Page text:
Column: The stem cell therapies offered by this La Jolla clinic aren’t FDA approved, may not work — and cost $15,000
Jim Durgeloh, 59, was desperate to avoid surgery. After a career as a construction contractor and hours of leisure time spent on a motorcycle around his Longview, Wash., home, he was facing an operation to replace his left hip.
“That’s pretty invasive,” he said, nervous about a surgery that would require being cut open and implanted with an artificial hip; Jim’s brother had died from complications after a similar operation. In the search for an alternative, he and his wife, Janet, happened upon the website for La Jolla-based StemGenex Medical Group, which touts itself as “the world’s first and only Stem Cell Center of Excellence.”
But what caught the Durgelohs’ attention were the words of Rita Alexander, its chief administrative officer and a founder.
Alexander wrote that she had suffered debilitating rheumatoid arthritis until a stem cell treatment sent her into remission. “Today it remains my passion to advocate for those diagnosed with debilitating illnesses to have access to cutting edge stem cell treatment,” she wrote.
“Rita was very inspiring,” Janet Durgeloh says.
We have anecdotal feedback based upon direct reports from our patients that their symptoms have improved and their quality of life has increased.
— Jamie Schubert, StemGenex spokeswoman
Durgeloh’s doctor in Washington was skeptical about the therapy offered by StemGenex. “He didn’t think it was going to work,” Durgeloh says. The therapy isn’t approved by the Food and Drug Administration, which says such treatments are “not based on scientific evidence” and can be unsafe. Then there was the cost: about $15,000, not including airfare. That wasn’t covered by Durgeloh’s insurance, which would have paid for his hip replacement.
But on a recent Wednesday morning, the Durgelohs were at the DoubleTree hotel in Del Mar, where their bill was paid by StemGenex. Durgeloh was still wearing a bandage on his midriff, where one day earlier a StemGenex doctor had performed liposuction to obtain stem cells that subsequently were reinjected into his body, ostensibly to regenerate his damaged bones and tissues. They were preparing to fly home, infused with the hope communicated by the clinic staff, who “seemed very optimistic,” Durgeloh told me.
A lawsuit in San Diego federal court suggests that StemGenex may have given the Durgelohs nothing but hope. Three StemGenex patients — two with diabetes and one with lupus — say they were misled by the medical group’s marketing pitch to pay $14,900 each in 2015 and 2016 for therapies that have had no effect.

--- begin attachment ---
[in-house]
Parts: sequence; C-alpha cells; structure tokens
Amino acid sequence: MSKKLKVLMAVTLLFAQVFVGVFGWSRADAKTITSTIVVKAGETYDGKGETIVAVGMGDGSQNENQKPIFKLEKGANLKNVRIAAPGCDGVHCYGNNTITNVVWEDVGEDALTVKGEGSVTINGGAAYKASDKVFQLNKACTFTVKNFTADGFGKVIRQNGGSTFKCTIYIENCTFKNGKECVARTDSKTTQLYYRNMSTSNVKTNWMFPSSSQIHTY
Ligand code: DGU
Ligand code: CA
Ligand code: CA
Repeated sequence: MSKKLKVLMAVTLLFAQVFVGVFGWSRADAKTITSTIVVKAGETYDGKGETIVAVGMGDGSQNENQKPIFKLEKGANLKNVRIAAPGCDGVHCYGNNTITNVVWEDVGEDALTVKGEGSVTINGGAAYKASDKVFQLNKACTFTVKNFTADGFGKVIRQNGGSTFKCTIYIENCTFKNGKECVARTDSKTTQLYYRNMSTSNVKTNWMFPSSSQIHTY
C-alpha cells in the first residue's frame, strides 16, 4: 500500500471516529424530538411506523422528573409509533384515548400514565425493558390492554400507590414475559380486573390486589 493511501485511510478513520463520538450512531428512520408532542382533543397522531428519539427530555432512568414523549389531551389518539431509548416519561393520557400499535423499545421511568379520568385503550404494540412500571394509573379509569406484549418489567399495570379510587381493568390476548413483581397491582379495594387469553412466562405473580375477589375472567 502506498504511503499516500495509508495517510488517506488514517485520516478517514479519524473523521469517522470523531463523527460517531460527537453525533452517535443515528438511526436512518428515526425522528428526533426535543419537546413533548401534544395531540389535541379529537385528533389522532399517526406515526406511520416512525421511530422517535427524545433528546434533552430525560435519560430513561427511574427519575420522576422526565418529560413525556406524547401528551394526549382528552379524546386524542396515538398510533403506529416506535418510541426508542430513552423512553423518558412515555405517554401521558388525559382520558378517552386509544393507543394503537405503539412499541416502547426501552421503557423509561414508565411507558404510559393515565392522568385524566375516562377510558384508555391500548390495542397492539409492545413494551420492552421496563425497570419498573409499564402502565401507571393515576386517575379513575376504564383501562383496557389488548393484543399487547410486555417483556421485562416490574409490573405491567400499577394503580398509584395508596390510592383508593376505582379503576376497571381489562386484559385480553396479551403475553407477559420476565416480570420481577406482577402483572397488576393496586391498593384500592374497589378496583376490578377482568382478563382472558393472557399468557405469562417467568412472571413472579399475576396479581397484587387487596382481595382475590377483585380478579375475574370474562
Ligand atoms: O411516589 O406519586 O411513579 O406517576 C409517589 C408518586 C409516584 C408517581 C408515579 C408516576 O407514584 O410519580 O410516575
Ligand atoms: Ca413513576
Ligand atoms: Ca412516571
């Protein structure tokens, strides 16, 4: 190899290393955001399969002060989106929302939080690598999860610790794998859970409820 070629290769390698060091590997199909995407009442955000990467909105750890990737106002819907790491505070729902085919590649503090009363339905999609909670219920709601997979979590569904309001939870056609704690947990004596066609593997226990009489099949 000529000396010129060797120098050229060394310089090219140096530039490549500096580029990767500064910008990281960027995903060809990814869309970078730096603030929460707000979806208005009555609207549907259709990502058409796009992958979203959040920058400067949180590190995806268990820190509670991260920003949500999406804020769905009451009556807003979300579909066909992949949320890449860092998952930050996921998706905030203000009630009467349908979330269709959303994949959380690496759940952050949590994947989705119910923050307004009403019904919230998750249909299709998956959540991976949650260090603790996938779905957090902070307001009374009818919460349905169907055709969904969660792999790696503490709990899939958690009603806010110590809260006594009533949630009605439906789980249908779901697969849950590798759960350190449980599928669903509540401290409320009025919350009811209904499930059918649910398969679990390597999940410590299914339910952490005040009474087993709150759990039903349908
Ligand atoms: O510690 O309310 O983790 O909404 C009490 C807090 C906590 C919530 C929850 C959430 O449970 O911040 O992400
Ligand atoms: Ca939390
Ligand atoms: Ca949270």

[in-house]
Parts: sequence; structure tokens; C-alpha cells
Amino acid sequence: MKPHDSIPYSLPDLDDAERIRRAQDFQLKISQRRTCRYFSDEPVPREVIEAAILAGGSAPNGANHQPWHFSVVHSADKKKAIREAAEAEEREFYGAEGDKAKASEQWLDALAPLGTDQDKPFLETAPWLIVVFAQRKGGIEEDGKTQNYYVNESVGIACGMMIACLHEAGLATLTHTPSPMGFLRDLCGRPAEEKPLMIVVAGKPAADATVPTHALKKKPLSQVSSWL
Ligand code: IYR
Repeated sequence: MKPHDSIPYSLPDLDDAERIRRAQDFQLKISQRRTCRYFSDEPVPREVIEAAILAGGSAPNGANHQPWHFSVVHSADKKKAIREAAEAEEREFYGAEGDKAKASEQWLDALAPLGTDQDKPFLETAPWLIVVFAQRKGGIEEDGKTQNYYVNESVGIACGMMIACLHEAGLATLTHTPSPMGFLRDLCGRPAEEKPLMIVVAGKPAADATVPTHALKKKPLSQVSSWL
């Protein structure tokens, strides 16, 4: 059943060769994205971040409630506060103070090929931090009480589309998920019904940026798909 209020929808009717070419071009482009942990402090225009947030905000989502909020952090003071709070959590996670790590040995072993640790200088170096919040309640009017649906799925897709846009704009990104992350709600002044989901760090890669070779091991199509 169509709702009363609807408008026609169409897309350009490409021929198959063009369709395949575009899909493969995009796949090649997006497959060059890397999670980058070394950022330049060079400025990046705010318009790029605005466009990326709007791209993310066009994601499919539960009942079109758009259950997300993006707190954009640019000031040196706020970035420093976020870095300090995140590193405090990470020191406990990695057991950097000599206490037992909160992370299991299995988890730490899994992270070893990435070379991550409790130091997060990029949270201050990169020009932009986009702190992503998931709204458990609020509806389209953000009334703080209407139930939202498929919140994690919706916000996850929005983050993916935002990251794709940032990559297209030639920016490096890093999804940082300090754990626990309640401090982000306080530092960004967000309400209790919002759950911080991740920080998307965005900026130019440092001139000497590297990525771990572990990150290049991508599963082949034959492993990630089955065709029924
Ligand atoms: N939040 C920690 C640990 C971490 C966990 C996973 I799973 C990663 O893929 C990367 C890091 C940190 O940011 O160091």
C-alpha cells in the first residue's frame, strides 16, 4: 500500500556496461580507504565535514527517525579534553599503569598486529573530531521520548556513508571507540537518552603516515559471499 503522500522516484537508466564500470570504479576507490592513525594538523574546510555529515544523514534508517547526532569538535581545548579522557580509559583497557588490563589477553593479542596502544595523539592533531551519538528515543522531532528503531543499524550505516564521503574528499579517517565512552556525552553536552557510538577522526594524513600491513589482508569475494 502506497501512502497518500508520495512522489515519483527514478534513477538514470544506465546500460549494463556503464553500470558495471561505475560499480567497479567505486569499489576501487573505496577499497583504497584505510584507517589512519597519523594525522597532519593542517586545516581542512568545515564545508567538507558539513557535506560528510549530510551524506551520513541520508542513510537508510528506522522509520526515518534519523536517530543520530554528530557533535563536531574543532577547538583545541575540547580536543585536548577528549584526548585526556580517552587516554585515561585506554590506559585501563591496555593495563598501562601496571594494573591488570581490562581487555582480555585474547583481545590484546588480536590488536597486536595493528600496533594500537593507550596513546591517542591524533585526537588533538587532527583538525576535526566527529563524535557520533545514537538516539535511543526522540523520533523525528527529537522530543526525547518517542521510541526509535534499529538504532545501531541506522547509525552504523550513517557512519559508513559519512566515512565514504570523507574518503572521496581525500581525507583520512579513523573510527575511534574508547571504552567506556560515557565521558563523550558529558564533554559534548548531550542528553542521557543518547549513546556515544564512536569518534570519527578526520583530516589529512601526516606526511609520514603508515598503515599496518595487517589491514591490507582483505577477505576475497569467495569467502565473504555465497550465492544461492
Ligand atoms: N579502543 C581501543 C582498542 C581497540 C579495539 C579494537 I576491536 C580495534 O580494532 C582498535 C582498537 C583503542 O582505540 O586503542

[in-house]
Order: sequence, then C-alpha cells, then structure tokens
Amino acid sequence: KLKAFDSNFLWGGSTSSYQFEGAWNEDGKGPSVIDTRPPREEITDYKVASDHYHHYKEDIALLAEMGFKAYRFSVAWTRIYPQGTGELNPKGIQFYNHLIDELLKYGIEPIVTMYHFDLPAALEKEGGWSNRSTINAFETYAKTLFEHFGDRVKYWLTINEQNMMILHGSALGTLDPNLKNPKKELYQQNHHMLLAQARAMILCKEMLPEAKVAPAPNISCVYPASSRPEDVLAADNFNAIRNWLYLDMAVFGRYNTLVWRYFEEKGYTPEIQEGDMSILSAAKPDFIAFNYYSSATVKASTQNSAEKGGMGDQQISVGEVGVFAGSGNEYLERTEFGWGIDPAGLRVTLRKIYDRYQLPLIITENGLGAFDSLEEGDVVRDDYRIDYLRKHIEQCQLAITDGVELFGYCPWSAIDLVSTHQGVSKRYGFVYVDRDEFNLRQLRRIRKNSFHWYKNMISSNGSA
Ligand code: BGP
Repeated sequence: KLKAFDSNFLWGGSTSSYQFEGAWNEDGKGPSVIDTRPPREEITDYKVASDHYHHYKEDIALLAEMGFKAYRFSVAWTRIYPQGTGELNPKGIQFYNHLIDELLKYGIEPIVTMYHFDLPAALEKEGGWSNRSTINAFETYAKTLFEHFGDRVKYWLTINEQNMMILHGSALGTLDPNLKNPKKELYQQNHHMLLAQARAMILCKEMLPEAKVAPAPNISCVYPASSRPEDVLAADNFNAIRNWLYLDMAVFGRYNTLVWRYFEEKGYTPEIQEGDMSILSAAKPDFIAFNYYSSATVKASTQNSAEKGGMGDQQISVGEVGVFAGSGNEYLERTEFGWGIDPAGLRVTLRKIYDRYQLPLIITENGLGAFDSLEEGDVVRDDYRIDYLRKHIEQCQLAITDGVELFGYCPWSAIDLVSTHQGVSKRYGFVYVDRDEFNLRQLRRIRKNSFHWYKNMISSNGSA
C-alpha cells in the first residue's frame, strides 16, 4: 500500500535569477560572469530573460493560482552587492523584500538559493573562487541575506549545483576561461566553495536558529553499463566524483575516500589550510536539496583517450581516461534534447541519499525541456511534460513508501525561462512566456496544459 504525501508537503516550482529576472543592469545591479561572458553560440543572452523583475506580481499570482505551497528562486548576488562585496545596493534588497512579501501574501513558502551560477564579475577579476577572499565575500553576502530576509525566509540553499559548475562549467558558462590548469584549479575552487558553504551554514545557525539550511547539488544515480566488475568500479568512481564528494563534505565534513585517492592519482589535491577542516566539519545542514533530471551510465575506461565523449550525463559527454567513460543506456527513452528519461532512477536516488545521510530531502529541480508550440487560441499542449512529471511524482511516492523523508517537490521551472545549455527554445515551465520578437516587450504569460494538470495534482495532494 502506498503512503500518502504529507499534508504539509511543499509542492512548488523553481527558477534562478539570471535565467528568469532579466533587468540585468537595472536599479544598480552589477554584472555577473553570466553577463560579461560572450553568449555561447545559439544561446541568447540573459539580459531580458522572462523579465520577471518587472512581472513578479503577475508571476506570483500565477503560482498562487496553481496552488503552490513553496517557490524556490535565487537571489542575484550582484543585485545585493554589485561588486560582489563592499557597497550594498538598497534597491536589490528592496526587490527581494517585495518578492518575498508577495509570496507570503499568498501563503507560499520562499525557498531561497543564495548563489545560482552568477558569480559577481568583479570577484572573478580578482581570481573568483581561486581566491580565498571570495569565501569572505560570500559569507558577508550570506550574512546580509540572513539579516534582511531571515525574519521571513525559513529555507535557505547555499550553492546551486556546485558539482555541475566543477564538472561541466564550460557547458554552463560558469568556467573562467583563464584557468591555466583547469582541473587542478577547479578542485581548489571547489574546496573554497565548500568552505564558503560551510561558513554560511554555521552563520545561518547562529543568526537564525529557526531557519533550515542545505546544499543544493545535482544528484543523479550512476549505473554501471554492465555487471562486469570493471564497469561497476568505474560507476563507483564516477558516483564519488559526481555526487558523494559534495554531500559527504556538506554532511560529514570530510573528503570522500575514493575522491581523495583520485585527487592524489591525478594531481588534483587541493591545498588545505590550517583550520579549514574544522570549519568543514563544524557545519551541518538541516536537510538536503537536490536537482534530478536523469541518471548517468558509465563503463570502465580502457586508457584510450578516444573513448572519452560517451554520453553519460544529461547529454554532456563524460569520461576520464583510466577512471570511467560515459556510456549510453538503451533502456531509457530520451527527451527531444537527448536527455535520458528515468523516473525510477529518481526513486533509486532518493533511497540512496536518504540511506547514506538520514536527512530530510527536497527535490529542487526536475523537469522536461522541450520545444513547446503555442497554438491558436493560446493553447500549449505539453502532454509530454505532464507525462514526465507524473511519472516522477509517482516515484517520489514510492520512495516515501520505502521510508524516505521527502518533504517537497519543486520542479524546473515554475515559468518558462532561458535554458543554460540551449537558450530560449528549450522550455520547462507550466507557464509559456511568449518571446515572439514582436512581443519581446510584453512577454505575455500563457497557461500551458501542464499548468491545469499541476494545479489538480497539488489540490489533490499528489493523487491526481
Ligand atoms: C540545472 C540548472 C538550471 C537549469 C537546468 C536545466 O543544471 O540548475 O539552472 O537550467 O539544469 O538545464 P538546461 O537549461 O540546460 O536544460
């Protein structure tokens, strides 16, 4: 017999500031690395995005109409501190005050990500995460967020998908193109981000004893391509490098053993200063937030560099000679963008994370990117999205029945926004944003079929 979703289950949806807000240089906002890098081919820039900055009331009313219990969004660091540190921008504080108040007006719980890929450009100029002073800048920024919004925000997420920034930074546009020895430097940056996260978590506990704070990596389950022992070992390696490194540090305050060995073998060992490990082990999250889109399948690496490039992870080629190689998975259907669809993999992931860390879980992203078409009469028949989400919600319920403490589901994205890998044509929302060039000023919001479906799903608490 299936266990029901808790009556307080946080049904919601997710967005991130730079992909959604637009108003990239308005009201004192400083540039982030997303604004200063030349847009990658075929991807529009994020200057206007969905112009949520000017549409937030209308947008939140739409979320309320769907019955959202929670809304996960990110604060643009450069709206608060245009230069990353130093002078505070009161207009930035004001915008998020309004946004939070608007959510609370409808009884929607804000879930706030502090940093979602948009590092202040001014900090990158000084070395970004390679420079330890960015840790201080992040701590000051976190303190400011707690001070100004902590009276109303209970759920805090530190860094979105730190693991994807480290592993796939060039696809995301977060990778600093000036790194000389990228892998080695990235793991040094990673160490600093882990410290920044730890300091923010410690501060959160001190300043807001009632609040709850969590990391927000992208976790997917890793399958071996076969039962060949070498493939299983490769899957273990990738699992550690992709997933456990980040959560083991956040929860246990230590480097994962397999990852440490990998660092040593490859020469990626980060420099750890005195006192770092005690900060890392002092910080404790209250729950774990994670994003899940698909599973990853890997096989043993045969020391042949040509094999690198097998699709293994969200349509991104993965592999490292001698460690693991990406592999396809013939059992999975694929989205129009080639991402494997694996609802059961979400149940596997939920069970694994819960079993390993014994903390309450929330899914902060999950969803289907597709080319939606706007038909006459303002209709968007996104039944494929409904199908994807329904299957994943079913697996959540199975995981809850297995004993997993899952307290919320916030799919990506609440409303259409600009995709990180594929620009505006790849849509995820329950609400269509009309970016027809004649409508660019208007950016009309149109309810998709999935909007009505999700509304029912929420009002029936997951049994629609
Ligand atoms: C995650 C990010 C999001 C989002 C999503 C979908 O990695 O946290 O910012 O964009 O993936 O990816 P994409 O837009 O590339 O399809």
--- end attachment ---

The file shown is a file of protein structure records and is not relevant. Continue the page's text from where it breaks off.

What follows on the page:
The lawsuit, which seeks class-action status, claims that StemGenex has made its money by “targeting the ill and the elderly” with “false, fabricated and purposefully misleading” claims about patient satisfaction. Selena Moorer, a lupus patient from Florida, and her two co-plaintiffs say StemGenex has “no reasonable basis for its marketing claim that the Stem Cell Treatments were effective to treat diseases as advertised.” The lawsuit names StemGenex, Alexander and Andre Lallande, the group’s chief medical officer, as defendants. The company denies the claims made in the lawsuit.
Durgeloh’s treatment was typical of the procedures offered as stem cell therapy. He says he received injections directly into his hips, his ailing knees and his back, with whatever was left over suffused into his body via an IV drip.
What’s most important to know is that there’s no accepted scientific evidence that treatments using cells from adipose fat tissue layers work.
But as we reported last year, many clinics offering the treatments capitalize on the public’s impression that stem cells have become some sort of medical miracle. Dr. Mehmet Oz warned his vast television audience about this misconception in February, when he aired a lengthy undercover investigation of stem cell clinics and called for government regulation. StemGenex wasn’t mentioned in the piece.
StemGenex, in its reply to the Moorer lawsuit, asserts that the plaintiffs “cannot prove” that its “representations regarding the efficacy of its stem cell treatments are actually false.” The plaintiffs, it continues, “do not cite to a single scientific study that disproves [StemGenex’s] advertised claims.”